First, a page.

Recent research done in collaboration between the National Research Council of Canada (NRC) and Royal Bank of Canada (RBC) found that green buildings have a positive impact on the productivity of the employees working within them.
The research determined the human resources benefits of building green by analyzing anonymous data on more than 40,000 RBC employees against information on more than 70 RBC office buildings. Results found that overall, green buildings have statistically higher employee job satisfaction, higher employee engagement and organizational commitment, and higher management-assessed performance.
“Organizations inhabiting or owning buildings that are looking to meet green certification standards, such as LEED (Leadership in Energy and Environmental Design), usually use the environmental impact and energy cost savings benefits to make the case for certification,” said Richard Tremblay, general manager of the NRC’s Construction portfolio, in a press release. “Now, the NRC and RBC have developed objective methods to support the case that green buildings enhance job satisfaction and enhance indicators related to productivity as well.”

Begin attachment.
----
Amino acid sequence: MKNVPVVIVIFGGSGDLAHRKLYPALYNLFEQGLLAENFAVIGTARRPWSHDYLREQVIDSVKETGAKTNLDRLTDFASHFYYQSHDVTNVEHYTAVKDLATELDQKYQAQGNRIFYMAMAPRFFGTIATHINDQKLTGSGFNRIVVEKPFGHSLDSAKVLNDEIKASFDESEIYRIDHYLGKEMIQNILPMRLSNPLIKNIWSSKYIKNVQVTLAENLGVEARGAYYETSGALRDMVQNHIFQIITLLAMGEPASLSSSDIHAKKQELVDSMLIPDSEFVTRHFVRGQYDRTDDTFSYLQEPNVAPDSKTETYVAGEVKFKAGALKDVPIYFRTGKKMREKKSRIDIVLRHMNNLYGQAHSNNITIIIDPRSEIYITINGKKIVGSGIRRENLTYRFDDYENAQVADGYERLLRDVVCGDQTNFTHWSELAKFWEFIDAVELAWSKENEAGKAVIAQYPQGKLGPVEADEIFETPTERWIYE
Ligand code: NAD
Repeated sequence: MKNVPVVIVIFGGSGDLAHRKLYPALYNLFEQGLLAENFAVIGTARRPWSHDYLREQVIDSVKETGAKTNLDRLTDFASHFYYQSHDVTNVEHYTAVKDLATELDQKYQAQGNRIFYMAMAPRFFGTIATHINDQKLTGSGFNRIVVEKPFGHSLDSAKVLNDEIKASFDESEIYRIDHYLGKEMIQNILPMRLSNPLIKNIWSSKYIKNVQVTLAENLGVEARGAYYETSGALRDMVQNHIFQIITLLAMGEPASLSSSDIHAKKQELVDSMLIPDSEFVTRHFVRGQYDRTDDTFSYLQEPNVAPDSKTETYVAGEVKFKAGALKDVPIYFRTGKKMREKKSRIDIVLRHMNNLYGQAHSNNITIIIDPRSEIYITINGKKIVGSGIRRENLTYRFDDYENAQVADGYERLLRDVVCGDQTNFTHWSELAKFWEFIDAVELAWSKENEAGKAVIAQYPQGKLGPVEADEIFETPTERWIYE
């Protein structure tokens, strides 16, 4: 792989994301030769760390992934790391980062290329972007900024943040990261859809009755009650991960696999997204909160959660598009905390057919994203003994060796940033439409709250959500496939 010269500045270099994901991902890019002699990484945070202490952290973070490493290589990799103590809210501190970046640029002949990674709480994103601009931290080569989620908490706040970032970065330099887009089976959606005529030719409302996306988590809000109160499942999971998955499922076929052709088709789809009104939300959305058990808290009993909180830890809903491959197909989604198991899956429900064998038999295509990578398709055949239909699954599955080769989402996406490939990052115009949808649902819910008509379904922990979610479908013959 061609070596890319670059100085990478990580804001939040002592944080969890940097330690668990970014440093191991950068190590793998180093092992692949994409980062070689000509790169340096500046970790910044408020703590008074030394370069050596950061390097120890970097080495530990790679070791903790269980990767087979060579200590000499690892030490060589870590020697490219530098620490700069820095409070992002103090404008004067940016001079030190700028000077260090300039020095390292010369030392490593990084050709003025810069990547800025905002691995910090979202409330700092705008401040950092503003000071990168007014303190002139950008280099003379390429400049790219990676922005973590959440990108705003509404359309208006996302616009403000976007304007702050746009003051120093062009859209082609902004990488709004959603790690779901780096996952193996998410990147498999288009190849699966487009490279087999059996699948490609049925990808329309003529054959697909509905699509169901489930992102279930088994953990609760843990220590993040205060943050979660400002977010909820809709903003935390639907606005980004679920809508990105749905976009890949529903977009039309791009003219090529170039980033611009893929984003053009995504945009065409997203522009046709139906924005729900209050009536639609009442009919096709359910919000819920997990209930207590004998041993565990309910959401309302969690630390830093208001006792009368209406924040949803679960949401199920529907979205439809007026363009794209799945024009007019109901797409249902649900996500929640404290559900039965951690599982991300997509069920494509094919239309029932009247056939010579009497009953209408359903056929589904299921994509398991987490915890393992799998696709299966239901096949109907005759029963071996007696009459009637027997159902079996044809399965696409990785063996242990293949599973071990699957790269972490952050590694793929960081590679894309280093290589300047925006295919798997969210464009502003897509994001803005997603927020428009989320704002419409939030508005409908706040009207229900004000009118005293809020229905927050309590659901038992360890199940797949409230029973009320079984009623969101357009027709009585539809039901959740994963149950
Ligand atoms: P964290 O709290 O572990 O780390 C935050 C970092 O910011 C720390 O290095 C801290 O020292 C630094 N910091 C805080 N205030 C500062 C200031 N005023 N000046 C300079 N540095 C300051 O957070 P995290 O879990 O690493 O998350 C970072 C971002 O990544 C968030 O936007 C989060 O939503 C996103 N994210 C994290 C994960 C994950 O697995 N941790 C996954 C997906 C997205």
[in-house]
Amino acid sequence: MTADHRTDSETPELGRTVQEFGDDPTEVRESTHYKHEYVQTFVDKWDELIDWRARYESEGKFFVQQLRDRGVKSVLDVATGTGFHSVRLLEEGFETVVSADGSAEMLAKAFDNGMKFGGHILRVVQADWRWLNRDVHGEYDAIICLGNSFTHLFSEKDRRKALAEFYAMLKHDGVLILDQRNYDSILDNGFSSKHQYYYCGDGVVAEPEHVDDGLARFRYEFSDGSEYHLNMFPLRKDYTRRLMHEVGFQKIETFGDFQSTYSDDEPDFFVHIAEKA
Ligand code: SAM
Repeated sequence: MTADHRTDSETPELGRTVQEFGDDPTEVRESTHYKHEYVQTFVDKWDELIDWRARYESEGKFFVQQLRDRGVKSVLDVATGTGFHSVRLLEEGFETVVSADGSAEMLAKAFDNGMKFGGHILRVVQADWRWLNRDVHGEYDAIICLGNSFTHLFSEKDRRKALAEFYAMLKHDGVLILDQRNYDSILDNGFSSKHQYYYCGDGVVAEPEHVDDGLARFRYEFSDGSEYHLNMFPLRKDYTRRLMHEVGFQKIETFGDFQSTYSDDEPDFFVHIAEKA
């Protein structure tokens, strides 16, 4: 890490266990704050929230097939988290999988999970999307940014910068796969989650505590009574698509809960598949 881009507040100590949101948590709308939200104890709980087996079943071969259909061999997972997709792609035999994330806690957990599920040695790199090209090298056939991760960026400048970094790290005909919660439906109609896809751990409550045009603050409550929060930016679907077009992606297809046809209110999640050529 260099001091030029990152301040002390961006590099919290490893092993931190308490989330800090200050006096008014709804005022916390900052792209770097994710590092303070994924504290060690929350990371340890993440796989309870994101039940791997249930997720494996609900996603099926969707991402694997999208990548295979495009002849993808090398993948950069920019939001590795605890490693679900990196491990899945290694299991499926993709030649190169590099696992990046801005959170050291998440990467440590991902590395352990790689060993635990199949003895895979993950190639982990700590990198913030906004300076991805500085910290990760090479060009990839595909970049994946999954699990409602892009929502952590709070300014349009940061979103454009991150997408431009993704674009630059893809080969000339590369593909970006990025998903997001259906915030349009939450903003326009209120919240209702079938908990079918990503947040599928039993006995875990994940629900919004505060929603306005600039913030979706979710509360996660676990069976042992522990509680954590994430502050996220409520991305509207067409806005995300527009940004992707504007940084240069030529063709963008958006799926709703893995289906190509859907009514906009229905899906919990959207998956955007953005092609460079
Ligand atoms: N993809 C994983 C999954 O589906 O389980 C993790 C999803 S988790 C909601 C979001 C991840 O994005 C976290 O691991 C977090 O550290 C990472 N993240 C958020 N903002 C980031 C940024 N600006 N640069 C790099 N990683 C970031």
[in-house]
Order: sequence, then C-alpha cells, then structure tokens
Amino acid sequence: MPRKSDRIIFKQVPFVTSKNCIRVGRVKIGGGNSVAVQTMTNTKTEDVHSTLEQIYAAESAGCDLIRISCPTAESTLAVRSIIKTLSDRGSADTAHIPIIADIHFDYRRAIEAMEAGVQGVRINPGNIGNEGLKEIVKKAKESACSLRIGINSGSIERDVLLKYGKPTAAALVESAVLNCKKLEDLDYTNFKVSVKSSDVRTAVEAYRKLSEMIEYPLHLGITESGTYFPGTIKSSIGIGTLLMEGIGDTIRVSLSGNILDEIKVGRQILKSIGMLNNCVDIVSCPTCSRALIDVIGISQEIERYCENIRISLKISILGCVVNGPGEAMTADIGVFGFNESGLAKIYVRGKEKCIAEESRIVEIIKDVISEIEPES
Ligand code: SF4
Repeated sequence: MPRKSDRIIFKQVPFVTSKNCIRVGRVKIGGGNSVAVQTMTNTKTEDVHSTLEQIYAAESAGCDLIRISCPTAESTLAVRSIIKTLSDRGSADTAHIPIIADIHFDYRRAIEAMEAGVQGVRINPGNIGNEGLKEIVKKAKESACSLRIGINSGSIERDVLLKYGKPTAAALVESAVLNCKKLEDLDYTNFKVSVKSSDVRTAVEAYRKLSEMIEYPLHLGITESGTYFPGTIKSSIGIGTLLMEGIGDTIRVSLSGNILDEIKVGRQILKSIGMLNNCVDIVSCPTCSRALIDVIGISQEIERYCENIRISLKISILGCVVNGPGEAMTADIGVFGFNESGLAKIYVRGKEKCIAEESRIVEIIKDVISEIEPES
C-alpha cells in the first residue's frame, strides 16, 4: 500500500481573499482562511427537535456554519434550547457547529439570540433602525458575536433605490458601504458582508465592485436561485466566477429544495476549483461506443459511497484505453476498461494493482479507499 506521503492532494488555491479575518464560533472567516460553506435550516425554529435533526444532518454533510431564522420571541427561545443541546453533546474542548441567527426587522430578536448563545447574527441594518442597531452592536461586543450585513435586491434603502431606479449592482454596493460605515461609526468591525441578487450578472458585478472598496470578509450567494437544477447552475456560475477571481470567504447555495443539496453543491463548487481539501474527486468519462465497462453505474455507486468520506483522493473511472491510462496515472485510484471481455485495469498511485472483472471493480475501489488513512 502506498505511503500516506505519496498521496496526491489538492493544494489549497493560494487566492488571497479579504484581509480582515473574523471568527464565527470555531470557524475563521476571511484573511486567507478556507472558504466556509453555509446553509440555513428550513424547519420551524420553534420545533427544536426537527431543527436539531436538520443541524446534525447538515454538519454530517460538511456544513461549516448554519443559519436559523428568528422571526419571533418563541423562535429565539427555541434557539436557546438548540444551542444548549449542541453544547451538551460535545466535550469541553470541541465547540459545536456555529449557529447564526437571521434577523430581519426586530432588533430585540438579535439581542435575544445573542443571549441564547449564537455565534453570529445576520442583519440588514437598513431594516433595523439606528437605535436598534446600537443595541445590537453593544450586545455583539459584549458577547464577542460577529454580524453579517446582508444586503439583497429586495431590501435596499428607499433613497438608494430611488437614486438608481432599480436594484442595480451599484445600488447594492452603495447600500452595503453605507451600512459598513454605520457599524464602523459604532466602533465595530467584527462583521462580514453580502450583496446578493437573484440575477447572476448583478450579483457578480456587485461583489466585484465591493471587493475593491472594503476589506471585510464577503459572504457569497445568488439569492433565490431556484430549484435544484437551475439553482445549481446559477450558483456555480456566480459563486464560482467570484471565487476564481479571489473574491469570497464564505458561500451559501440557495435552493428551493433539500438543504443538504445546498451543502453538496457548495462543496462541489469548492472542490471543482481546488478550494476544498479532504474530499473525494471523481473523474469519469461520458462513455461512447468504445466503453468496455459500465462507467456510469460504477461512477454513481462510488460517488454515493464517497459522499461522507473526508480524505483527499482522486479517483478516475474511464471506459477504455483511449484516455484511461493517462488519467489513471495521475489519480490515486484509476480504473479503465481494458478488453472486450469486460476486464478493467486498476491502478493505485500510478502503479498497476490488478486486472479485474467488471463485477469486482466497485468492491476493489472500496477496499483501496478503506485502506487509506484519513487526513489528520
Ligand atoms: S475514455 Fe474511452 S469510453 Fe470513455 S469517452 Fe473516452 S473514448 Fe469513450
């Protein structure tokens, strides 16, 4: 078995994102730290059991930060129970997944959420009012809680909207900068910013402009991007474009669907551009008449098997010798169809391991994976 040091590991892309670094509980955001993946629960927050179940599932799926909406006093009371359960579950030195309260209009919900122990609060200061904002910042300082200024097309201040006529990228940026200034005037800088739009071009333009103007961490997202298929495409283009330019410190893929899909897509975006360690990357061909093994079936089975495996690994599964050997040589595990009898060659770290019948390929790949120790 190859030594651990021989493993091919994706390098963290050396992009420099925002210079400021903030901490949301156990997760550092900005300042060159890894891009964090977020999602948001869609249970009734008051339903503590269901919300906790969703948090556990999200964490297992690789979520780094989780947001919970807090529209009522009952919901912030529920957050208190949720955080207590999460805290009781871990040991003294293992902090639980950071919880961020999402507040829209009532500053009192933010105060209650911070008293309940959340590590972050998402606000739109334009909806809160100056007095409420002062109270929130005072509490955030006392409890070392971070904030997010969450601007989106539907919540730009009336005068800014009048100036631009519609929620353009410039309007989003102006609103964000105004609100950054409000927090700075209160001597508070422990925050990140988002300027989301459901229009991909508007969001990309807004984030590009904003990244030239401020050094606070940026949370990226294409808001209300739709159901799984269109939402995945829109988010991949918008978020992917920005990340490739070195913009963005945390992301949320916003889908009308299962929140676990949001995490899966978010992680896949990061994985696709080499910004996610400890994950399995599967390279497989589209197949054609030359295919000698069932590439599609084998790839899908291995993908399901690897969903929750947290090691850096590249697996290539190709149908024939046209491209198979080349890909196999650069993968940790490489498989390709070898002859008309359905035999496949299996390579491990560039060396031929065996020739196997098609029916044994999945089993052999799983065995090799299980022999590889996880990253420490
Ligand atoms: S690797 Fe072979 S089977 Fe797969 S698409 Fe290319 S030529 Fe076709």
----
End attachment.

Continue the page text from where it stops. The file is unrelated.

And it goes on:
This research is just one of the NRC’s initiatives to create a greener future through innovation. The NRC was selected for this collaboration because of both its technical knowledge of high-performance buildings, as well as its impartial analysis of more than 120 million records from RBC.
“We are delighted to have partnered with the NRC on this ground-breaking study,” said Robert Carlyle, RBC’s senior director of strategic workforce management. “We look forward to uncovering new insights with the NRC to assist in developing physical spaces that help keep employees engaged.”